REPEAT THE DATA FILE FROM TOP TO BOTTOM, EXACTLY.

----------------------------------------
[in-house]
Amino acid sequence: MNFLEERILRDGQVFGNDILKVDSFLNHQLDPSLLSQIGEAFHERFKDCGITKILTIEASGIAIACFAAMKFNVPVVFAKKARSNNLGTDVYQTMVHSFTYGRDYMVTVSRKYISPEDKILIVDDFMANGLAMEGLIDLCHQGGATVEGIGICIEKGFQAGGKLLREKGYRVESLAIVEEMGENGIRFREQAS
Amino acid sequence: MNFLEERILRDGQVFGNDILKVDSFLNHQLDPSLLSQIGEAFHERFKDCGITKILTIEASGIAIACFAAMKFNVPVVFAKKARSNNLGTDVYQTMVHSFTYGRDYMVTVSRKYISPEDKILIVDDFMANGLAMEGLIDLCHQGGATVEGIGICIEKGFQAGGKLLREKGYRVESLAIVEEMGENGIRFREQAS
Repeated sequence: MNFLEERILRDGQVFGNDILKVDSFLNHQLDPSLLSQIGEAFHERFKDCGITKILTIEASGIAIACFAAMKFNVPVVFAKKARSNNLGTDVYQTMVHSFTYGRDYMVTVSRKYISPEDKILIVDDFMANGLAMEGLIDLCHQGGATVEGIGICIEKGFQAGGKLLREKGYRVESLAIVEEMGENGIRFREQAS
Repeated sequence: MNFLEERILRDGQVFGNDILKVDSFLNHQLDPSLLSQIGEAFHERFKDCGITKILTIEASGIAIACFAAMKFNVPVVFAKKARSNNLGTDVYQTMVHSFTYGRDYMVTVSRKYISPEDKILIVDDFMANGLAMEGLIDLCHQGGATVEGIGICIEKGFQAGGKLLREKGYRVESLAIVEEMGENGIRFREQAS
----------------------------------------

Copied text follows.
[in-house]
Amino acid sequence: MNFLEERILRDGQVFGNDILKVDSFLNHQLDPSLLSQIGEAFHERFKDCGITKILTIEASGIAIACFAAMKFNVPVVFAKKARSNNLGTDVYQTMVHSFTYGRDYMVTVSRKYISPEDKILIVDDFMANGLAMEGLIDLCHQGGATVEGIGICIEKGFQAGGKLLREKGYRVESLAIVEEMGENGIRFREQAS
Amino acid sequence: MNFLEERILRDGQVFGNDILKVDSFLNHQLDPSLLSQIGEAFHERFKDCGITKILTIEASGIAIACFAAMKFNVPVVFAKKARSNNLGTDVYQTMVHSFTYGRDYMVTVSRKYISPEDKILIVDDFMANGLAMEGLIDLCHQGGATVEGIGICIEKGFQAGGKLLREKGYRVESLAIVEEMGENGIRFREQAS
Repeated sequence: MNFLEERILRDGQVFGNDILKVDSFLNHQLDPSLLSQIGEAFHERFKDCGITKILTIEASGIAIACFAAMKFNVPVVFAKKARSNNLGTDVYQTMVHSFTYGRDYMVTVSRKYISPEDKILIVDDFMANGLAMEGLIDLCHQGGATVEGIGICIEKGFQAGGKLLREKGYRVESLAIVEEMGENGIRFREQAS
Repeated sequence: MNFLEERILRDGQVFGNDILKVDSFLNHQLDPSLLSQIGEAFHERFKDCGITKILTIEASGIAIACFAAMKFNVPVVFAKKARSNNLGTDVYQTMVHSFTYGRDYMVTVSRKYISPEDKILIVDDFMANGLAMEGLIDLCHQGGATVEGIGICIEKGFQAGGKLLREKGYRVESLAIVEEMGENGIRFREQAS